Why do we Mourn Together?

 Israel and Palestine have each established a national day of remembrance wherein they mourn the consequences of the decades-long conflict with the one another. Historically, and culturally, both communities have elevated this day of national remembrance to one of sacred observance.

Israelis mourn on Yom Hazikaron (Memorial Day) and Palestinians on the Nakba (Day of Catastrophe). The narratives that the Palestinian and Israeli communities hold are vastly different: the two sides understand the history and the politics in two completely different ways. Yet essential similarities remain between these two sacred days:  
1. At the forefront of each day’s remembrance and mourning, is an expression of deep pain and grief for the tragic losses this conflict has wrought. 2. Traditionally, both of these days serve to reinforce cultural narratives of victimhood, hopelessness and despair.

By bringing the “other side” – the enemy – to each other’s Memorial or Remembrance Ceremony, Combatants for Peace transforms despair into hope, and builds bridges of compassion and respect. We remind ourselves that occupation and war are not inevitable. When we learn to understand and respect each other we become able to forge a just peace.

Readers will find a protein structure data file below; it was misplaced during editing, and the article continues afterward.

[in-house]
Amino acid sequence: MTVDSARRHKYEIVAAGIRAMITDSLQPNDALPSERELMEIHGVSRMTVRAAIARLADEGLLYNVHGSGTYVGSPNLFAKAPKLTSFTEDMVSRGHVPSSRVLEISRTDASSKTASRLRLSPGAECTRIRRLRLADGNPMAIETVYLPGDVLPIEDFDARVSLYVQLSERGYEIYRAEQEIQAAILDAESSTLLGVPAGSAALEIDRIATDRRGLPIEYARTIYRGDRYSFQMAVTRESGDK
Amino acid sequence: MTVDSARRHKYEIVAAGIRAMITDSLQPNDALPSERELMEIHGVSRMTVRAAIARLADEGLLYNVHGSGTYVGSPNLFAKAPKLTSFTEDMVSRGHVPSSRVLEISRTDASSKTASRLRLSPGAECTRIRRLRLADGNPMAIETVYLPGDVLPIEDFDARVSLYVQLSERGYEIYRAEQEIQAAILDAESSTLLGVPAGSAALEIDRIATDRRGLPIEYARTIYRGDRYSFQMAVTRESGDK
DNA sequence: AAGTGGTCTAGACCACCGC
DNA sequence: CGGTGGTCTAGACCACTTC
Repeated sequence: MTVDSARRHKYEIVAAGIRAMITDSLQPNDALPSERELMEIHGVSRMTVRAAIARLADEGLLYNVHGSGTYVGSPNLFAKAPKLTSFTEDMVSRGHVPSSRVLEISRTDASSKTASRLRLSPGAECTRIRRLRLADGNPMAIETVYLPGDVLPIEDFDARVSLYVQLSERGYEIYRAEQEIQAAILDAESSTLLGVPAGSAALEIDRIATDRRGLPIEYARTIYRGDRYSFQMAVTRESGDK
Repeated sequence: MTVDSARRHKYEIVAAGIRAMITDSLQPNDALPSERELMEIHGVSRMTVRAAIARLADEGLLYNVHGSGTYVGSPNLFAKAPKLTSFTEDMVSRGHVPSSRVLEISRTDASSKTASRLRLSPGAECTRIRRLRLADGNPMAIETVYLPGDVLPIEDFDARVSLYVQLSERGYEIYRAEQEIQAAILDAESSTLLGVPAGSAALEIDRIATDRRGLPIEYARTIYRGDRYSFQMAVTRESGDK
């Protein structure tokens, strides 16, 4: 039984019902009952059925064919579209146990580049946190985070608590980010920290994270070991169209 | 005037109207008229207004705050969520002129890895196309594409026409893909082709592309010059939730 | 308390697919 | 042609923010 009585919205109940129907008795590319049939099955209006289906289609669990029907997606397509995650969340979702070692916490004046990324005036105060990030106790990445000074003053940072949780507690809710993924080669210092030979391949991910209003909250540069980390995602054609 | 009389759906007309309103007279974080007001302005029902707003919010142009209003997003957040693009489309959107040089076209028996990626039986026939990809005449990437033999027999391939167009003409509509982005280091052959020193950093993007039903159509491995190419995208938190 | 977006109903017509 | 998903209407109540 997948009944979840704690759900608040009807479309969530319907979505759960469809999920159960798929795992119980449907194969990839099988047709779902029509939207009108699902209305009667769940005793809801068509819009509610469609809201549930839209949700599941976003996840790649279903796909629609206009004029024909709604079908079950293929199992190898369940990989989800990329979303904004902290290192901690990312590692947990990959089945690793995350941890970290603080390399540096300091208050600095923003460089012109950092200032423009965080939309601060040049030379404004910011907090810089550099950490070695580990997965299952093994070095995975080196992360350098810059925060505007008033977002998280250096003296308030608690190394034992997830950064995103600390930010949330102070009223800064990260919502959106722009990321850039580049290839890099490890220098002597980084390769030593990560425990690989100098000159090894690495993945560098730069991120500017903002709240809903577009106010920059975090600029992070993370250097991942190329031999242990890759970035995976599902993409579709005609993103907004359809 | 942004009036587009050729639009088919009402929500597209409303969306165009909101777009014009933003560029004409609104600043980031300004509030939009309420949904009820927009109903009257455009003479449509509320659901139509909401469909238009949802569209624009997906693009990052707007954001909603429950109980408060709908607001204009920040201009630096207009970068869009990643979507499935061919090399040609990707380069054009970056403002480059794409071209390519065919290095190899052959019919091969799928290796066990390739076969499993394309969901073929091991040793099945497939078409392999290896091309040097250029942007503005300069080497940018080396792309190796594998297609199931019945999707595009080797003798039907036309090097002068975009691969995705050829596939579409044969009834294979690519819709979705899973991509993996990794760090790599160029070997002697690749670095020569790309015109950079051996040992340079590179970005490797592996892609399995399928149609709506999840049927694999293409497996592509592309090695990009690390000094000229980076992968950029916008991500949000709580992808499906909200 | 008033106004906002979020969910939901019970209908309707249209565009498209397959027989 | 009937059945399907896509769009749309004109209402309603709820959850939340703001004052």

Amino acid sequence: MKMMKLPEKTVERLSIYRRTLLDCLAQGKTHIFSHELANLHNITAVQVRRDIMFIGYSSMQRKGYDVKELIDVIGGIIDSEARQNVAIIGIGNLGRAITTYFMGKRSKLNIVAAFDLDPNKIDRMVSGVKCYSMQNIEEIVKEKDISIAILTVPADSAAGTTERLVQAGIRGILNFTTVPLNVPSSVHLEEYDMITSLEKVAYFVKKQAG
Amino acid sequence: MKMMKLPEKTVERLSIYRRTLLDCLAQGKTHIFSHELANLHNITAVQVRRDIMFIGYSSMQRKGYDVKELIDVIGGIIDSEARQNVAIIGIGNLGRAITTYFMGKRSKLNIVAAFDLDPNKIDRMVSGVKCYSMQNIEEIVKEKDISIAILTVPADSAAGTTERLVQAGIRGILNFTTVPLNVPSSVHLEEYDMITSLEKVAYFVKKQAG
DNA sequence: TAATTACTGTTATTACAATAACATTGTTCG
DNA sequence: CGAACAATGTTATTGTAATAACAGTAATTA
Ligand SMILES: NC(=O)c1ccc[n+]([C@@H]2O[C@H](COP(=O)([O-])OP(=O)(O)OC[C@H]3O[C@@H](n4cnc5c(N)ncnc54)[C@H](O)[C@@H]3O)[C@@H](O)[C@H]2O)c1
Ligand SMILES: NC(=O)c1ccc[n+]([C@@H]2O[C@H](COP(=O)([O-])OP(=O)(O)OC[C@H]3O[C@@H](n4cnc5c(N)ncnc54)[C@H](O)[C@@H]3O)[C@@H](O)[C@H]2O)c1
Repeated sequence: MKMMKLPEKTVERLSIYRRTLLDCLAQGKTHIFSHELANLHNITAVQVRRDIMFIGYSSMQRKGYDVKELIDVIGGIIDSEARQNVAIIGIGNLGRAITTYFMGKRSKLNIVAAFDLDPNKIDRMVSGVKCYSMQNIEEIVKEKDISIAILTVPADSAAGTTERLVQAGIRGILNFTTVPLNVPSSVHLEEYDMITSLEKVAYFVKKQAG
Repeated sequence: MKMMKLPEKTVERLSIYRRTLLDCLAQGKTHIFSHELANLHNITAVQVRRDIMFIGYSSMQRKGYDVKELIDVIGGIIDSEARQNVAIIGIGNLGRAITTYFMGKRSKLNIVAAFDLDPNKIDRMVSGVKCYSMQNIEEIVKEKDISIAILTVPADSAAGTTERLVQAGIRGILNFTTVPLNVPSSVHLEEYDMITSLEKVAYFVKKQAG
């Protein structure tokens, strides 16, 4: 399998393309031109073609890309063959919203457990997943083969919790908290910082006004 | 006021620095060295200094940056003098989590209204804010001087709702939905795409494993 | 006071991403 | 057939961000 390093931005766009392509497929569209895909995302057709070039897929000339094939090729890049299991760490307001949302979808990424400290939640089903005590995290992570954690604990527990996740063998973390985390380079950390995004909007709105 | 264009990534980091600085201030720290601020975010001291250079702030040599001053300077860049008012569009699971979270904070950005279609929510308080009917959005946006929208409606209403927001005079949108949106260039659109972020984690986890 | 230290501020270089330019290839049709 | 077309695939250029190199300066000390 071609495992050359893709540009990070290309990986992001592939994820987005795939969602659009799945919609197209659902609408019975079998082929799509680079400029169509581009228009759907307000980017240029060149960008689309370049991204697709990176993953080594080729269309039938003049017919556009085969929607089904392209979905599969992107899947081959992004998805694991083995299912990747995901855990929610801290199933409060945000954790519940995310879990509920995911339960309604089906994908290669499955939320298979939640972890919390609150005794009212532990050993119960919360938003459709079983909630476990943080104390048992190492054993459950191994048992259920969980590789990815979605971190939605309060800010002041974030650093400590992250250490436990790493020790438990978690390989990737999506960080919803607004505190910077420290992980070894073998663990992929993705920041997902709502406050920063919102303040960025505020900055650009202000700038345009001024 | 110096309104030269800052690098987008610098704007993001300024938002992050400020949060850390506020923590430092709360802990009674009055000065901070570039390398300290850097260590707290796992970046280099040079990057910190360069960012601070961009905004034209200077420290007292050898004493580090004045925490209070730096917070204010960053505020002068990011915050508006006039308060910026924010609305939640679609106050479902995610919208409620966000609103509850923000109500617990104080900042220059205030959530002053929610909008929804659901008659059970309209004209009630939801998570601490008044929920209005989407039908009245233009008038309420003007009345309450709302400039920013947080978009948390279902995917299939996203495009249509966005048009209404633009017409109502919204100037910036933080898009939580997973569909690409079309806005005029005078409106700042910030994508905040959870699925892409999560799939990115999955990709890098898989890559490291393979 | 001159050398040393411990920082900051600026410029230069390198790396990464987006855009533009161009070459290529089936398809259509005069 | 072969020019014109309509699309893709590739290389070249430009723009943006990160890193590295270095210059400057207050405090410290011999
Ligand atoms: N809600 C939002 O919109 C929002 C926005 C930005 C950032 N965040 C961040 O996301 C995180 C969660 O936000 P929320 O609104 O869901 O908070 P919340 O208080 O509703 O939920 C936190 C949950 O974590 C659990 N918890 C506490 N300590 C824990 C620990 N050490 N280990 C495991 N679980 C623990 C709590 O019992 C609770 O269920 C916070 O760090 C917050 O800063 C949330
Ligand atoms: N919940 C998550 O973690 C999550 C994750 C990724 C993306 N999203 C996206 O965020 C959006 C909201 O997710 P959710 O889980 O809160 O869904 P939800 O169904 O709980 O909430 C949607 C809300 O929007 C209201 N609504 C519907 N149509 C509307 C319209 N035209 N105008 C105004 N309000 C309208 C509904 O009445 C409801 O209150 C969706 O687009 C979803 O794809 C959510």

Our 16th annual Joint Memorial Ceremony, co-hosted by Parents Circle Families Forum, was sponsored by over 60 organizations worldwide last year. It will be held again on April 13, 2021. Our second annual Joint Nakba Ceremony will be held on May 15, 2021.

War is Not an Act of Fate.
Occupation is a Human Choice – and we can choose another way!

What is the Impact?

These Ceremonies set the foundation for widespread cultural change. Together we are building a new reality based on compassion and respect.

The Joint Memorial Ceremony is the largest Israeli-Palestinian jointly organized peace event that takes place (or has ever taken place) historically. Last year 200,000 people participated in the event and over a million people streamed it afterwards. Nearly every peace-building NGO in the region participates in some way, whether through co-sponsorship or by sending their members to attend.

The Joint Nakba Remembrance Ceremony is the only Nakba commemoration in all of Palestine (and probably anywhere in the world) that includes Israelis as participants and speakers in the Ceremony. The history of the Palestinian people is not taught in Israeli schools nor acknowledged in Israeli society. To share in and express compassion for the painful and often hidden history of the Palestinian people is a powerful, radical act – and it brings people together in deeply profound ways.

By sharing our histories and cultural narratives with each other, and mourning together for all we have lost due to this conflict, we begin to shift public opinion on a massive scale.
We are building a grassroots movement for peace, dignity, freedom and equality – and we are reclaiming our power. We can end the conflict between us; all it requires compassion, empathy and mutual respect.

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